However, the morning of our Ziptrek Tour, I started to feel a little panicky after visiting the waterfalls. We were so high up on those observation decks and I realized that in a few hours, I might be that high off the ground, with nothing but a harness and a rope to keep me from falling.
I was really, really nervous.
(My mom was fearless!)
Pictures don't do my fear justice because I'm wearing sunglasses, but I was just terrified to step off that platform. I don't know if it's age making me more fearful since all the worst-case scenarios run through my head, but I think it's also something more.
I've been living in a very fearful place for the last few years. Very cautious. Very apprehensive. Very afraid that God's going to punish me if I take one wrong step.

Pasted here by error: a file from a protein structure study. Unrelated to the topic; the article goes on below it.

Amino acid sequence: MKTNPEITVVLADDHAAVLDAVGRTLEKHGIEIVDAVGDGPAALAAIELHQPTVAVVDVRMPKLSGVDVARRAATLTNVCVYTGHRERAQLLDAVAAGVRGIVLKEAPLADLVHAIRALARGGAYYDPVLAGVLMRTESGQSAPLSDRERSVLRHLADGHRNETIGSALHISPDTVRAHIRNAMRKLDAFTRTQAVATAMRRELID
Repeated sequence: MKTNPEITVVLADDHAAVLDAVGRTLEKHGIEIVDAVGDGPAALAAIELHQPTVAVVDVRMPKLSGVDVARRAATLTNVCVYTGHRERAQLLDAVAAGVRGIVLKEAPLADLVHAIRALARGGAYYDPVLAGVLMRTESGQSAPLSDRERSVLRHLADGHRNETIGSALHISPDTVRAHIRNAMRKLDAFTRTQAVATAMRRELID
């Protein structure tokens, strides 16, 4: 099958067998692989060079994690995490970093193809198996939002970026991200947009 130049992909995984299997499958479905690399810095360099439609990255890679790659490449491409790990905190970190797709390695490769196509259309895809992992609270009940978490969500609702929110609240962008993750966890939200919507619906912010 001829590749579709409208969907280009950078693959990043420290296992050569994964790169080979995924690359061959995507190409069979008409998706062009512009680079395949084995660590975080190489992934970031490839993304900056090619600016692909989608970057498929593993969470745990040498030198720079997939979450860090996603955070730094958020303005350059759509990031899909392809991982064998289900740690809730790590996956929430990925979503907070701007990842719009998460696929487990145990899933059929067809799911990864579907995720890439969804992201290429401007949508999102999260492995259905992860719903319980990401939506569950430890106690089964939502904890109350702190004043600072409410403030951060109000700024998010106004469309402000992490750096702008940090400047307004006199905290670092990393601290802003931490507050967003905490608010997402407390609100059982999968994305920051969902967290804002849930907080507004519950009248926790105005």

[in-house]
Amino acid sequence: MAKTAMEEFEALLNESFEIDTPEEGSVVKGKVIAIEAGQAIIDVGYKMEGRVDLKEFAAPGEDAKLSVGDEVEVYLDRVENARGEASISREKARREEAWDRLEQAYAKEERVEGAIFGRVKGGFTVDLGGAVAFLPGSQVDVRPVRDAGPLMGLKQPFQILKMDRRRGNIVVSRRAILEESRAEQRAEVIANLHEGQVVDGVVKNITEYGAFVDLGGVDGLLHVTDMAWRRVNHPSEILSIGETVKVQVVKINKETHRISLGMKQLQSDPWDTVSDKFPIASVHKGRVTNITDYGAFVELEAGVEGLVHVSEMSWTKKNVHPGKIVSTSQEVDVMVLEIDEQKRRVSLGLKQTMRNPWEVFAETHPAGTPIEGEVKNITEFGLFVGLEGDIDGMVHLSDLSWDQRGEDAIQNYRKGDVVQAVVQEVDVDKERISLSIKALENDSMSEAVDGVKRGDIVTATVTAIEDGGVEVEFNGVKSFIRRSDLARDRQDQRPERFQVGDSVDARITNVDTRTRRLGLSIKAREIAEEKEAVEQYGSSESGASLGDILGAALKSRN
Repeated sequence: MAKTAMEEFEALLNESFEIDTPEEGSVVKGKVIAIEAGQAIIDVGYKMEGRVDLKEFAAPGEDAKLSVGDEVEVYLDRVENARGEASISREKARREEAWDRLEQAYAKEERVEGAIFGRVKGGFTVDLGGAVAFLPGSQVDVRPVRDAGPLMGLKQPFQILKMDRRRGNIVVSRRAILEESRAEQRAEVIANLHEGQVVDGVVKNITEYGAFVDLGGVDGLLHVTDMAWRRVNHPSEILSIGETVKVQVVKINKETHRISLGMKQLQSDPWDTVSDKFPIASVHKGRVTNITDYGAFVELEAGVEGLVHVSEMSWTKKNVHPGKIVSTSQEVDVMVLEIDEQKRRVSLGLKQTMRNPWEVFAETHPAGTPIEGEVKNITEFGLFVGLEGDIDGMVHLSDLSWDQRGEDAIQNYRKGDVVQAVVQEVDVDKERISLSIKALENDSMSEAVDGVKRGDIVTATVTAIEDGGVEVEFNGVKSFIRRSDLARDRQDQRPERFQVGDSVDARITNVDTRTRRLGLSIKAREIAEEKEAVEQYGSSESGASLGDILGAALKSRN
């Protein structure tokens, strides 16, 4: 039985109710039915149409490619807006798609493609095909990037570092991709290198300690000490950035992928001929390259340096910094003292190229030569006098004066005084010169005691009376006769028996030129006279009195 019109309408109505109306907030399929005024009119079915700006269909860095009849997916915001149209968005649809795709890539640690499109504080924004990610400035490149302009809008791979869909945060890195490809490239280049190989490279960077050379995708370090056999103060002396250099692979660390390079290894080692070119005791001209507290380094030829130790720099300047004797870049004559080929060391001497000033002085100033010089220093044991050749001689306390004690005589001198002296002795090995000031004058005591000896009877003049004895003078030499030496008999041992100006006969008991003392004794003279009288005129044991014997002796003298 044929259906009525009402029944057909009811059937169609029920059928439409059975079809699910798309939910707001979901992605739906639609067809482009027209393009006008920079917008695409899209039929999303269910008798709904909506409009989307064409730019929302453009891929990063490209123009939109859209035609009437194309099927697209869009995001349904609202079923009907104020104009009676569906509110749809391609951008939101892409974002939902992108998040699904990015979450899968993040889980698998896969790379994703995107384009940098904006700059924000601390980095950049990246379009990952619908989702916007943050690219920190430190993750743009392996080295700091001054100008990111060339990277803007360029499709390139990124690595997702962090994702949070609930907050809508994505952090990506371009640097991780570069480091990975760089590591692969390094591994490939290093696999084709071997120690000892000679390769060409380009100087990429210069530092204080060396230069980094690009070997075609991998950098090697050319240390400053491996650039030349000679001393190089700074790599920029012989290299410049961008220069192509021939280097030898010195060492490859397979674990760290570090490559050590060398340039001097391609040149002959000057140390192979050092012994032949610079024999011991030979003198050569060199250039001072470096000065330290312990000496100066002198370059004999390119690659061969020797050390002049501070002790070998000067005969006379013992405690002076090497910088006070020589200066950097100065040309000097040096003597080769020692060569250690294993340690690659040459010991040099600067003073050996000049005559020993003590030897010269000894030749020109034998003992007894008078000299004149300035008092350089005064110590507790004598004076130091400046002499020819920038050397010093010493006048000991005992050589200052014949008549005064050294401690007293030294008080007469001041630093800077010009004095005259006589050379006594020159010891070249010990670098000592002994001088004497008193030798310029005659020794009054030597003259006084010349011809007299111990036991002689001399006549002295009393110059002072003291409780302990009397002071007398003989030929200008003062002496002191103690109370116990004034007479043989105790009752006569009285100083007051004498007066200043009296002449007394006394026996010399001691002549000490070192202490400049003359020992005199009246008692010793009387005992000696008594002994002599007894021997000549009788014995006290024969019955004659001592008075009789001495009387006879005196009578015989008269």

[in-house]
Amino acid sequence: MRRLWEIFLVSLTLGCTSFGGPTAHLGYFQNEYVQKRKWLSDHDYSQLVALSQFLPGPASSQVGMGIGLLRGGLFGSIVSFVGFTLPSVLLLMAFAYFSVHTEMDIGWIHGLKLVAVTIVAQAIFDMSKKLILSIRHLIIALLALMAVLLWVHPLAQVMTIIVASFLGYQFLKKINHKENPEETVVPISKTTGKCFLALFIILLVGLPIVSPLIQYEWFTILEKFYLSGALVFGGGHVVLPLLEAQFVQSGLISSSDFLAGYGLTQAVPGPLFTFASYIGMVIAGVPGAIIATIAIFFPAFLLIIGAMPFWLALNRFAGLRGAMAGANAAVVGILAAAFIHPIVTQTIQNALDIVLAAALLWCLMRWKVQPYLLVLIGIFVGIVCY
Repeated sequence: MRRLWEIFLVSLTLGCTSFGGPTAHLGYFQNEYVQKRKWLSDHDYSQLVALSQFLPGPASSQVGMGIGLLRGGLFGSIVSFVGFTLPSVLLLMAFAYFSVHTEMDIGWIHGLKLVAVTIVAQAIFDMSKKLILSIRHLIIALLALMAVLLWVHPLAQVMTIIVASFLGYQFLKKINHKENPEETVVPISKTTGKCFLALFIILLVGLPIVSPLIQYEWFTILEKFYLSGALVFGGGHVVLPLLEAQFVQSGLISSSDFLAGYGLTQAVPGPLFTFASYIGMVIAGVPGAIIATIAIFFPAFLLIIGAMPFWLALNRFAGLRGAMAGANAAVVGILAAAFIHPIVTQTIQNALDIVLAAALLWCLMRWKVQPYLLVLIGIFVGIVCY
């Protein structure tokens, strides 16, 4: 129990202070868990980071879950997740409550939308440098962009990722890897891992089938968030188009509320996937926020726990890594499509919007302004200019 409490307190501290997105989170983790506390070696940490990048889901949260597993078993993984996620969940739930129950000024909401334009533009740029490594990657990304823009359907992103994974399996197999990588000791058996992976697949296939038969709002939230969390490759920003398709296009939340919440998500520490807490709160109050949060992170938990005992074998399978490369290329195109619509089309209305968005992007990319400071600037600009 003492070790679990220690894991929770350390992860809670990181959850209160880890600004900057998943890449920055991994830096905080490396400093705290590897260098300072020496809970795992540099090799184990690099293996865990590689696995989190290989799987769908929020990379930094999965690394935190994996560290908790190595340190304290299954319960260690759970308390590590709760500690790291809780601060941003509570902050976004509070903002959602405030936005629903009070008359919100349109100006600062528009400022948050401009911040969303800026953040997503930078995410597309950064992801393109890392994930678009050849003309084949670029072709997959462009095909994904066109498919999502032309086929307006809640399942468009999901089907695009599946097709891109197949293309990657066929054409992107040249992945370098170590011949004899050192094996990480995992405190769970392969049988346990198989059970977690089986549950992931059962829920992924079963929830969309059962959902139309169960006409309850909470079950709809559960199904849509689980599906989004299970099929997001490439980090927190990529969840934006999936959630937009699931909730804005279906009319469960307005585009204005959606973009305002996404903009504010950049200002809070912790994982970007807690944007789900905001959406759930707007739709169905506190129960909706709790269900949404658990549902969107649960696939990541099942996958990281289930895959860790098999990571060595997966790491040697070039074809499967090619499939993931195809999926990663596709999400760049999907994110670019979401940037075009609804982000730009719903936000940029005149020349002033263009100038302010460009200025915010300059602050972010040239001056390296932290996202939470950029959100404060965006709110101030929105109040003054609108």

And that fear then invades other aspects of my life. If you could zoom in on the above picture, you would see that my arms are bulging from holding on so tight. As if my best grip could keep me up in the air traveling at this height and this speed.
(I mean, my dad reminded me that after you're more than 20 feet in the air, it doesn't really matter how high you are when you fall. 30 stories or 30 feet? Same deal. Thanks.)
After a few runs, I started to trust. Trust our guides, trust the line, trust my harness.
(I think my dad and I shared similar sentiments about flying over canyons with nothing beneath our feet.)
I'll be honest, I was pretty much shaking the whole time. But I just prayed for confidence and safety and balance walking across wobbly bridges in the tree canopy on the edge of a cliff. (No, I don't want to bounce on the bridge, thanks.)
In the end, letting go was worth it. Realizing I wasn't even remotely in control was freeing. Stepping into the unknown was exhilarating. (I even did a flip on the last run!) I wish I'd let go sooner.
You came near when I called you and you said, 'Do not fear.' Lamentations 3:57
(also, we saw a black bear on the mountain bike trails at the end of our tour. it was awesome.)